Almost one in five exporters have temporarily halted sales to the European Union (EU) after new post-Brexit trading rules took effect at the start of the year, according to the Federation of Small Businesses (FSB).
An FSB survey of more than 1,400 small firms found that a further 4% have decided to stop selling into the EU permanently.
The data comes after the first full quarter of post-transition trading, which now involves more paperwork. It showed one in 10 (11%) exporters were considering halting sales to Europe permanently. The same proportion have established, or are considering establishing, a presence within an EU country to ease exporting processes. A similar number (9%) are thinking about securing, or are already using, warehousing space in the EU or Northern Ireland (NI).
Just under one in five small importers have temporarily suspended purchases from the EU (17%), and a smaller proportion are using EU or NI warehousing space (6%).
The research found the majority (70%) of importers and/or exporters have suffered shipment delays when moving goods around the EU in recent weeks.
One in three (32%) have lost goods in transit, while 34% have had goods held indefinitely at EU border crossings. Of those that have experienced delays, a third (36%) have suffered hold-ups that lasted more than two weeks.
More than half (55%) of importers and/or exporters have sought professional advice to help them with new paperwork pertaining to EU business activity, often to assist management of customs declarations, rules of origin paperwork and altered value added tax (VAT) obligations.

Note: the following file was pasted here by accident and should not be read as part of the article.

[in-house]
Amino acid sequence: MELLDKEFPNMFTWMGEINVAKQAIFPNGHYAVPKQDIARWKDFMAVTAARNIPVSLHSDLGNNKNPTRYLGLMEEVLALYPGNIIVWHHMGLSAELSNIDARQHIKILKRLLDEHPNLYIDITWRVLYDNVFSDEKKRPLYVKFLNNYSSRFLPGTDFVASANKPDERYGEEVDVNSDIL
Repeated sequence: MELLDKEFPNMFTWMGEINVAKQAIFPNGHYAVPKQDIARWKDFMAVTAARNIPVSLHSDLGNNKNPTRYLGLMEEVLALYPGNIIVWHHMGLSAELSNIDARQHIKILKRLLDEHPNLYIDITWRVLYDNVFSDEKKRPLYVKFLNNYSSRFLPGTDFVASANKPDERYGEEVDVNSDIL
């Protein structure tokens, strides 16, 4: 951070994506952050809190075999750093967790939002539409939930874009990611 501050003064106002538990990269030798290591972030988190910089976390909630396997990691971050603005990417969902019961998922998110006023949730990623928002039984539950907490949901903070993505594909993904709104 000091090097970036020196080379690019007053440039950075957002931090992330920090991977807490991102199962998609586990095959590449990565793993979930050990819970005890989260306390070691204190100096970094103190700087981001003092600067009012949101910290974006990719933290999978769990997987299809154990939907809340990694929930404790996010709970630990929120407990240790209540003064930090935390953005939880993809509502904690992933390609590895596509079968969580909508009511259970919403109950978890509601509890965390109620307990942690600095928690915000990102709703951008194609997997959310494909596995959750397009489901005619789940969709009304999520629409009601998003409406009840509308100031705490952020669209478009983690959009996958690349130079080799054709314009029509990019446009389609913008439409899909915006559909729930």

As a result, the FSB is urging the government to implement measures to help businesses impacted by the extra administrative workload.
It is calling for an increase of the threshold at which tariffs and taxes for imports and exports kick-in, to £1,000.
The government should also ensure that small businesses are aware that they can apply for funding to access a range of trading advice, training and technology, as part of the SME Brexit Support Fund.
The FSB also wants ambitious new free trade agreements, which include dedicated small business chapters, with fast-growing economies around the world including the US.
FSB national chairman Mike Cherry said those that do business internationally were being hit with some incredibly demanding, unfamiliar paperwork and were re-evaluating the viability of exporting.
“Three months on from the end of the transition period, what we hoped would prove to be teething problems are in danger of becoming permanent, systemic ones,” said Cherry. “While larger firms have the resources and bandwidth to overcome them regardless, smaller traders are struggling, and considering whether exports are worth the effort anymore.”
He added: “Unless more is done to ease the admin burden on those that do business overseas, and increase access to markets outside the EU, it will weigh heavy on our efforts to recover from the most severe downturn on record.”
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